Le thé, qui désenivre…et fortifie la raison…




This formula, used by Antoine Furetière in his Universal Dictionary of 1690, reminds us that tea was first assimilated in Europe to a healthy remedy with a thousand virtues. And to specify that the golden beverage "gives new strength to drink". It is an eminently literary drink that has stimulated the imagination of many authors. Thus, we can read in the Journal des Goncourt that "it would be interesting for an intelligent writer to write several books of imagination: one on a coffee diet, another on a tea diet, another on a wine and alcohol diet, and to study the influences of these stimulants on his literature and to share them with the public... If I ever write my obscene study, I will write it on tea.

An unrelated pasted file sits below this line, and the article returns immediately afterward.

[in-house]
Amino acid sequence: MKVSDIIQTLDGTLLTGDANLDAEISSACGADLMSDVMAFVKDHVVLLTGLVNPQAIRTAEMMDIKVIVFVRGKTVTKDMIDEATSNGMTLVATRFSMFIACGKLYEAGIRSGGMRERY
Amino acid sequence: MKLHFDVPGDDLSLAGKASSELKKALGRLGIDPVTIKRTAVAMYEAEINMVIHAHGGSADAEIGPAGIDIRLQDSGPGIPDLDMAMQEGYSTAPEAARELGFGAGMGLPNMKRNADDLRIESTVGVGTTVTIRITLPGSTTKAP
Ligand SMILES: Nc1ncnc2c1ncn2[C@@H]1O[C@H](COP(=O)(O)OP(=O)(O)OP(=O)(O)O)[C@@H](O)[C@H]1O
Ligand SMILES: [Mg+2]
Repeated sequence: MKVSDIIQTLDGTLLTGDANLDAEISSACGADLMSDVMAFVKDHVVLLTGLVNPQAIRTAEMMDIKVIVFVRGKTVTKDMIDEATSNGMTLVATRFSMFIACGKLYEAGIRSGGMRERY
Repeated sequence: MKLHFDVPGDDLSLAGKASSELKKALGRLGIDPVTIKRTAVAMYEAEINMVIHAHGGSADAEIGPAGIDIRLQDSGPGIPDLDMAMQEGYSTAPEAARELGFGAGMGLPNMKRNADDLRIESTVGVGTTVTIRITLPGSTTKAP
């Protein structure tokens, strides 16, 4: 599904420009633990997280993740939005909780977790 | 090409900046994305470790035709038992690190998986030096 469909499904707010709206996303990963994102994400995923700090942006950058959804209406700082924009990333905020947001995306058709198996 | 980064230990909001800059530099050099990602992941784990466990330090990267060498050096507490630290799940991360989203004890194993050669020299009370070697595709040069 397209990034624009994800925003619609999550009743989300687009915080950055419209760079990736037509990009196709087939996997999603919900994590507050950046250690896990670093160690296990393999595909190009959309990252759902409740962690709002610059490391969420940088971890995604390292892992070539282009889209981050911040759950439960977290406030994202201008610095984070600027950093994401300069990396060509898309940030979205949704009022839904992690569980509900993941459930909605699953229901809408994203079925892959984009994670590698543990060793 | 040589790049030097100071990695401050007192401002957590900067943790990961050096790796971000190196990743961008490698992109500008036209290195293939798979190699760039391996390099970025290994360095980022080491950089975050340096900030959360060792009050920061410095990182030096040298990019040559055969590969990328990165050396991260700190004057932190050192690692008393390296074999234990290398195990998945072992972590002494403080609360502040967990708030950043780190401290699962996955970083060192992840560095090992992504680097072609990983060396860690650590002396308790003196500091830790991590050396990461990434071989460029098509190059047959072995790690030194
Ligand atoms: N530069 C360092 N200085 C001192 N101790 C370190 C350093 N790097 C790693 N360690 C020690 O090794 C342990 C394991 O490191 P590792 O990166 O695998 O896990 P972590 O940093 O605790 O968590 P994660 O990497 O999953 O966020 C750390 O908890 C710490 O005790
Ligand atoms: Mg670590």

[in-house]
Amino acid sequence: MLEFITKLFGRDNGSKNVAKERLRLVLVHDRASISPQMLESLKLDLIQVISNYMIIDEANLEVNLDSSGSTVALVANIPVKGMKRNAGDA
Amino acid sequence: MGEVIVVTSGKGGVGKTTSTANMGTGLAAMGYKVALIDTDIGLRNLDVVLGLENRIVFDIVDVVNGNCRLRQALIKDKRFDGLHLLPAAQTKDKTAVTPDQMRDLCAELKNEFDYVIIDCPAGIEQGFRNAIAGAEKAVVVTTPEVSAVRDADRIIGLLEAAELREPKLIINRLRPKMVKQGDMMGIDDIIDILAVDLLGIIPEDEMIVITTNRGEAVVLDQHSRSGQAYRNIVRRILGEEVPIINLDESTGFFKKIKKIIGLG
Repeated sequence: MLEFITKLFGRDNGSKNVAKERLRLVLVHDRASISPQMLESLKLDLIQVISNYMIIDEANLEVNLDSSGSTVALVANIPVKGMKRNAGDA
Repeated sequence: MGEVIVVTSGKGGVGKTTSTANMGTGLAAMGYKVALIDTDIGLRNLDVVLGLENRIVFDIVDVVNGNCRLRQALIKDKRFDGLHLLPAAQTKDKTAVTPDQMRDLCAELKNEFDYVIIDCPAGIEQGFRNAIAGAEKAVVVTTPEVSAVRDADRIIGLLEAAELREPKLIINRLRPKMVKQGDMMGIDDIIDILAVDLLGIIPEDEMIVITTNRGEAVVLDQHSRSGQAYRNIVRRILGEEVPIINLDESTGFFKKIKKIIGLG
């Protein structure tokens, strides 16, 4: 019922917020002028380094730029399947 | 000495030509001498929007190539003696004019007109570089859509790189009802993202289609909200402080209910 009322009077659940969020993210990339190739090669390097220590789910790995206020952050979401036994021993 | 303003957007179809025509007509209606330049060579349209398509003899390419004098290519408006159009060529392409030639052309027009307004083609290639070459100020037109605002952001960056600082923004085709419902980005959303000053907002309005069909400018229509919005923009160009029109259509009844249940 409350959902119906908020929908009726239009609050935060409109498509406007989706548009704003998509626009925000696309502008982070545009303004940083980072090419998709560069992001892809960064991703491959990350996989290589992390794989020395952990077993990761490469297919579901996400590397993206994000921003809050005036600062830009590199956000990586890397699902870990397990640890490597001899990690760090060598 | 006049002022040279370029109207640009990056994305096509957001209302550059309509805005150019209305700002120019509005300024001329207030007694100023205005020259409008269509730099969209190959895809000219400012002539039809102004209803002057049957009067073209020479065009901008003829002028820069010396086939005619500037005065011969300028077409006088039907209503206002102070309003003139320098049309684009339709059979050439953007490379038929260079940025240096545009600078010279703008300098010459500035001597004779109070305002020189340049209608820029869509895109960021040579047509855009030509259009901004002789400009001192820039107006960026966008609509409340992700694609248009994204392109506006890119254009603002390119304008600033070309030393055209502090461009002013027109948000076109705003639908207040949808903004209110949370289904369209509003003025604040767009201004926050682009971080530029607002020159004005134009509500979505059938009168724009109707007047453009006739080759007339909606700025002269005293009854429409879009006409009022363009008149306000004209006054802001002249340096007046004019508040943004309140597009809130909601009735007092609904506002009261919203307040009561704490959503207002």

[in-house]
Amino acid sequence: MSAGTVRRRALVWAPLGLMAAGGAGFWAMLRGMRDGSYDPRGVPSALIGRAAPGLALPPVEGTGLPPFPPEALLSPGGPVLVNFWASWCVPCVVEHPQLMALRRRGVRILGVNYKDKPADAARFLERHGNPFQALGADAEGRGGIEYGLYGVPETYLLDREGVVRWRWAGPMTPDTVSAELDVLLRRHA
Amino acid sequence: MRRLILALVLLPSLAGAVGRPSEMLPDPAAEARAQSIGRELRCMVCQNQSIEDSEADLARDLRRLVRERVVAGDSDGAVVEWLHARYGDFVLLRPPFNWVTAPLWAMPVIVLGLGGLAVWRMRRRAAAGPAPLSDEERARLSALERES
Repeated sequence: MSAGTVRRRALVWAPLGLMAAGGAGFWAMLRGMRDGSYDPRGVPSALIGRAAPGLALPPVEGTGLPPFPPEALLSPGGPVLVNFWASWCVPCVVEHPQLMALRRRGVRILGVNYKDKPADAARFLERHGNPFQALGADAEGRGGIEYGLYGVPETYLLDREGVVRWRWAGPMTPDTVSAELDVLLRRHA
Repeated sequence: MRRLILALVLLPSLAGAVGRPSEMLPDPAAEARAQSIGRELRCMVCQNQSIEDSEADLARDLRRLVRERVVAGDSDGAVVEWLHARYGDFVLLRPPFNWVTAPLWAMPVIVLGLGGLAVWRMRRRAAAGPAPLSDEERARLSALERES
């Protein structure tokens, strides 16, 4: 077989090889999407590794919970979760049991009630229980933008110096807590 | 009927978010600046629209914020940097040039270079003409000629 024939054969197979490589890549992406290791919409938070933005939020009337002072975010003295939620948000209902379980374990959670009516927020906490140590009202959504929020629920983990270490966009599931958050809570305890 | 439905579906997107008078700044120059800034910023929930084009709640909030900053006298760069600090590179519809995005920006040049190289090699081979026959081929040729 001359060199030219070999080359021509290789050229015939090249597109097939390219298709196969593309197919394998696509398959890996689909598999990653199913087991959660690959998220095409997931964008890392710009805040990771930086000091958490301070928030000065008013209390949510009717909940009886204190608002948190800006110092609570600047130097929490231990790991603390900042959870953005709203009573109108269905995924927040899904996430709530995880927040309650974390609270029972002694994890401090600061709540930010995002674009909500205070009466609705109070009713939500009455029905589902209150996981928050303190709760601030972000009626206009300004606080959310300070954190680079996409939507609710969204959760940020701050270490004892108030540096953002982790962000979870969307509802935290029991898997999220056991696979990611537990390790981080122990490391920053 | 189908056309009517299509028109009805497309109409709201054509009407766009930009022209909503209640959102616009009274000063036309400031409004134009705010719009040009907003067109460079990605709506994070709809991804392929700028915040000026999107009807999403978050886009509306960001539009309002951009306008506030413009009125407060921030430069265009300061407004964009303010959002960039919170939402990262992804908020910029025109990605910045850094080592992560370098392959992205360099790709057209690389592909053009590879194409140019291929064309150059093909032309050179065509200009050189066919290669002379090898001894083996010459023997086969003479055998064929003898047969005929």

But tea, which is "rooted" in an ancestral tradition, has many other facets: Chinese legends equate it with the chance discovery of a fabulous ox-headed emperor; the British East India Company financed it for a time through the opium trade; the Japanese made it the object of a refined ceremony; the North American independence fighters, a casus belli... And if you don't know chanoyu or bandège or calin - without circumflex accent - consult the index of this book
The history of tea goes through words... Without forgetting the numerous illustrations.

Language: French
Number of pages: 141 pages
Publisher: Honoré Champion
Publication date: 15/10/2015
Weight: 0.116 Kg
Dimensions: 10.6 cm × 17.5 cm × 0.9 cm

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